- Disciplinary actions by a government regulator (including the SEC) or a self-regulatory organization (including FINRA);
- A history of customer complaints;
- Lawsuits or arbitration claims brought by customers; and
- Employment with one or more firms that have been expelled from the securities industry.
Ideally, you should ascertain this information prior to signing any service contracts or agreements, but it’s never to late to find out. If you’ve been with your advisor for a long time and never thought to ask their background, you should have enough of a rapport with them to be able to broach the topic in a tactful manner.
Choosing an Advisor: Tips for Due Diligence
Here are some common questions you should be asking potential investment advisors:
What’s your background and experience?
- What experience do you have handling portfolios similar to mine? What percentage of your time do you spend working with people who have my investment needs?
- How does your education pertain to your current work?
- What professional licenses do you hold?
- Are you registered with the SEC, a state securities regulator, or FINRA?
- How many years of experience do you have in an advisory capacity?
How is your disciplinary history?
- Have you ever been disciplined by a regulator? If yes, what was the problem and how was it resolved?
- Have you had customer complaints? If yes, how many, what were they about, and how were they resolved?
What will my costs and fees look like?
- What is your fee structure? How do you get paid?
- Given my situation and what I’m looking for, what is the [best / most cost effective] way for me to pay for financial services? Why?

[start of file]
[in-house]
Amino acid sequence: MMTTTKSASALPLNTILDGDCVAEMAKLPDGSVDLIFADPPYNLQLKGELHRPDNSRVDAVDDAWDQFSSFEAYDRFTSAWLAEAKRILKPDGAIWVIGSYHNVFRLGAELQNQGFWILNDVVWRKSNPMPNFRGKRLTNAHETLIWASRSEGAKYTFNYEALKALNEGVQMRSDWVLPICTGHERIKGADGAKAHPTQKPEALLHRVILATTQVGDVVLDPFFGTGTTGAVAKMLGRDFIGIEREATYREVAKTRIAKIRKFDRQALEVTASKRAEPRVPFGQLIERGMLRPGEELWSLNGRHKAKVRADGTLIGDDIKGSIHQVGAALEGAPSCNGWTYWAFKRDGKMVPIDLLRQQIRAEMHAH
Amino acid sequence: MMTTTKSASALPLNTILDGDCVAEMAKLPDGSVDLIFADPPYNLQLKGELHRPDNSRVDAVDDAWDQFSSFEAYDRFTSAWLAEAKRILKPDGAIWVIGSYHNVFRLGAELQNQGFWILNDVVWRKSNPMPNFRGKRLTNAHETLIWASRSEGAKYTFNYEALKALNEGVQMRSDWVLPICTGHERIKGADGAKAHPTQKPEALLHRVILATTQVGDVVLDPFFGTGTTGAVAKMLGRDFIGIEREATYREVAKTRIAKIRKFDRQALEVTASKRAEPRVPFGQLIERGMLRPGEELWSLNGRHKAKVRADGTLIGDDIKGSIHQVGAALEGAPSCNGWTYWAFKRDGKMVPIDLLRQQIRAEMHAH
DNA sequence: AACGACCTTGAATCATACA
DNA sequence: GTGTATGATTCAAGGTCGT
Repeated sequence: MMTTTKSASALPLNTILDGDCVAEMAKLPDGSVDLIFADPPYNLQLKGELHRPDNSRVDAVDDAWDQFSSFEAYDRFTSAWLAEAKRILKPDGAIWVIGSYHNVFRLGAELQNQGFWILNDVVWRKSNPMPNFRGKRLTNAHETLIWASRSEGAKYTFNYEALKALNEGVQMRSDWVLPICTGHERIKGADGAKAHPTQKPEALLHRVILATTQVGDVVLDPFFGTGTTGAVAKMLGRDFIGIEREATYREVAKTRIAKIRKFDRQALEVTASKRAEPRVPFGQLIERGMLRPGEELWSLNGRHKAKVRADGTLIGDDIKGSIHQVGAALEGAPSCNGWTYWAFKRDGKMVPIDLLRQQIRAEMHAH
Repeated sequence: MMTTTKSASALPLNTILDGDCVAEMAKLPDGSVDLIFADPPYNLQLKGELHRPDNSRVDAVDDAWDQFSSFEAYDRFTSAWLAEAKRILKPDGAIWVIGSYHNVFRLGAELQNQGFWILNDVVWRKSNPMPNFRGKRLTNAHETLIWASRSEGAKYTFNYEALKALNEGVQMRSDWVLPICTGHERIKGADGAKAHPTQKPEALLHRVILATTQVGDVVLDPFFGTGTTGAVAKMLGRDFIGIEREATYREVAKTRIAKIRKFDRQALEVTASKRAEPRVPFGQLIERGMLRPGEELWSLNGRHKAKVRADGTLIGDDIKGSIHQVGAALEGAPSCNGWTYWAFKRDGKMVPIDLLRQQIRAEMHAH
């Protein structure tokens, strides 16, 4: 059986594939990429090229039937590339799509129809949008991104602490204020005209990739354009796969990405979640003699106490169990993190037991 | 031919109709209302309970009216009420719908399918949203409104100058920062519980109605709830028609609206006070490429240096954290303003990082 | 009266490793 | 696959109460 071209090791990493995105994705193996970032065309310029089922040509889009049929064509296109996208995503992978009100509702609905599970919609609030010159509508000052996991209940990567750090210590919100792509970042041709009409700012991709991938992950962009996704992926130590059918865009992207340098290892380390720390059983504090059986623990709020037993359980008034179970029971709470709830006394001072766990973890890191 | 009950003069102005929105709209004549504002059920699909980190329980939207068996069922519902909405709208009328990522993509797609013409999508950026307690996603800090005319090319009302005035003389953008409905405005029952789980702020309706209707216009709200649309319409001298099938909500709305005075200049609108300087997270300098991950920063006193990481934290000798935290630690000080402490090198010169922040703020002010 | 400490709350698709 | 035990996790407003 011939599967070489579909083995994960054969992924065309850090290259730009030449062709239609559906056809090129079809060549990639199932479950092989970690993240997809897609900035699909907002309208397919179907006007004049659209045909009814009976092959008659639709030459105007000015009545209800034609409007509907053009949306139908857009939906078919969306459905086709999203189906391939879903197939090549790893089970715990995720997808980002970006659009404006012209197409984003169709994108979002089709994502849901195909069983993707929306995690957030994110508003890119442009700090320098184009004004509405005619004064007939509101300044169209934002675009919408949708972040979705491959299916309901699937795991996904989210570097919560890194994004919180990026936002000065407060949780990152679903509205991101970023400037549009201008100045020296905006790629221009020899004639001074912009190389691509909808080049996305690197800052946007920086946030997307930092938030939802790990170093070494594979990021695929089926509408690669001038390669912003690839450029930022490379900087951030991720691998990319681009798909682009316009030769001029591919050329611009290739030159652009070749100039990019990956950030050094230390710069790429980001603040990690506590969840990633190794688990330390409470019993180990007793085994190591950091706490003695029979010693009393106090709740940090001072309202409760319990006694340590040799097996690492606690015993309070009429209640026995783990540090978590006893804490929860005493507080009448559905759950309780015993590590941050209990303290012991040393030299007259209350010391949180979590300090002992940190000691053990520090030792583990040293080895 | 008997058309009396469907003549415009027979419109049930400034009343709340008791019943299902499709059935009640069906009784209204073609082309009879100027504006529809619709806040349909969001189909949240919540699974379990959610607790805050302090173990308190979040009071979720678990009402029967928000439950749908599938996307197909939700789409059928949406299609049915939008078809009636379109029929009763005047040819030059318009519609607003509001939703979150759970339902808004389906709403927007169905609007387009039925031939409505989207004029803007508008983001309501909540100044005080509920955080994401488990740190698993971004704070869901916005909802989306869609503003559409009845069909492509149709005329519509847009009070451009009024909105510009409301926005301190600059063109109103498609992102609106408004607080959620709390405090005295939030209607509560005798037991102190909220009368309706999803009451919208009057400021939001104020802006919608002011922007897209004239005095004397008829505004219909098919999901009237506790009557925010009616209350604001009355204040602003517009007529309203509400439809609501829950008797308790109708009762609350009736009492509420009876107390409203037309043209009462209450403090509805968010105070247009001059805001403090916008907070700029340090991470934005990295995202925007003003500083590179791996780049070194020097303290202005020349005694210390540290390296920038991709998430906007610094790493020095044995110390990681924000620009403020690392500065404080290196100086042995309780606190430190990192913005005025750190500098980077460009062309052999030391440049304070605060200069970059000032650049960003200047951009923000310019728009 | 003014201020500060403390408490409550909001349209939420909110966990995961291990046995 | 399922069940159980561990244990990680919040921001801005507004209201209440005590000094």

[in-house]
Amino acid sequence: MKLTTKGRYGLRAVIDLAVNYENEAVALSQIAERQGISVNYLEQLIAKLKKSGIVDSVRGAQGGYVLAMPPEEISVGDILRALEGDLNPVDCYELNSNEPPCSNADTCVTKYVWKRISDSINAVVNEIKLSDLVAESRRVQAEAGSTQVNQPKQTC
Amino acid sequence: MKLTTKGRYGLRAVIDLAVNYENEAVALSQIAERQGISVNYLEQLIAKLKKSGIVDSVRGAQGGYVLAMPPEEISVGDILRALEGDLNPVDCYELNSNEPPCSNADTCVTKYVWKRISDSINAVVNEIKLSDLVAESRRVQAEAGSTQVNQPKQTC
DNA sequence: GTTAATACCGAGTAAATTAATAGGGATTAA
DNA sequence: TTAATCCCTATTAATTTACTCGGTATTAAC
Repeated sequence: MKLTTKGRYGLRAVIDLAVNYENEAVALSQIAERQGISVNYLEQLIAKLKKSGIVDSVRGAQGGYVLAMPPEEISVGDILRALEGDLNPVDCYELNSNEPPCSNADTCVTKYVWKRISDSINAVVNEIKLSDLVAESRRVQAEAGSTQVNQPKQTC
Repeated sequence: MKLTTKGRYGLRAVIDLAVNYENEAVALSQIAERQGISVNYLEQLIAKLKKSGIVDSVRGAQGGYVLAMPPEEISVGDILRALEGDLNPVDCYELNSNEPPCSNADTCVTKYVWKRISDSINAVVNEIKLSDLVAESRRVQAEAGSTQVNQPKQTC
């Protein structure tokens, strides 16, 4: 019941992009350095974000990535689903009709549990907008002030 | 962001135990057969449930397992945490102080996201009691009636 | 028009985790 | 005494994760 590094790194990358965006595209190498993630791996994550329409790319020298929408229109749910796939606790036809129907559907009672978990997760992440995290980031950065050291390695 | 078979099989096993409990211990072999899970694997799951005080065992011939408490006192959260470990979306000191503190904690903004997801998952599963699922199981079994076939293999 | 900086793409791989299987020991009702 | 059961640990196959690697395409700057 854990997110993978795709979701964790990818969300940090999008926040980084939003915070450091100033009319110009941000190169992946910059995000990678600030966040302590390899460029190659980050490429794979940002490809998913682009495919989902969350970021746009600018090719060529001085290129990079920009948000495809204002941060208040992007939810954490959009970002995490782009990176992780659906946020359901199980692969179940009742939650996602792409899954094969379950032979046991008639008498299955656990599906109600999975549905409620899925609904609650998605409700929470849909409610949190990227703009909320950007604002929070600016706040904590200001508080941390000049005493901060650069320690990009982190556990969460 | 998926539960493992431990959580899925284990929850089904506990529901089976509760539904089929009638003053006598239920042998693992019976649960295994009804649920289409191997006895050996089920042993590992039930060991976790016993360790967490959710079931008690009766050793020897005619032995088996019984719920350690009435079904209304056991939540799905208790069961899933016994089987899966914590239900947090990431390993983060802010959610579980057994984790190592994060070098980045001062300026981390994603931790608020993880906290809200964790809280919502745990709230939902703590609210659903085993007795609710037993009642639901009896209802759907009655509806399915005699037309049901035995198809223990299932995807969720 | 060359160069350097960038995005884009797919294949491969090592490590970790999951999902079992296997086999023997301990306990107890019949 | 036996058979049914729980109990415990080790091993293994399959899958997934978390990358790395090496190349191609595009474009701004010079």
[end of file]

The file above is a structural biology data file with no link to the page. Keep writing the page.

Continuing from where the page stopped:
- How and when will I see the fees I pay?
- If I invest $1000 with you today, approximately how much would you get paid during the following year, based on my investment?
- Does someone else (such as a fund company) pay you or your firm for offering or selling these products or services?
How will you communicate with me?
- How often should I expect to hear from you?
- What if my investments aren’t performing? How would you suggest resolution steps?
- How can I keep track of my investment status? Will you provide me with regular updates or will I have overview access of my account?
Ultimately, these questions just serve as a common template to provide context for your due diligence. It may feel uncomfortable, but getting this out of the way can establish a strong foundation for a relationship built on trust between you and your advisor.
Not only does it offer the chance for you to learn about your advisor, but it also establishes a standard for transparency and accountability.
You can search the SEC’s database for financial professionals named in court orders and/or complaints here.
If you’ve been victim of fraud or misconduct by an unscrupulous investment advisor, contact our team. We can help you navigate the complaint and litigation process and even help you explore potential loss-recovery options. Check out our blog for even more investment and securities news and tips.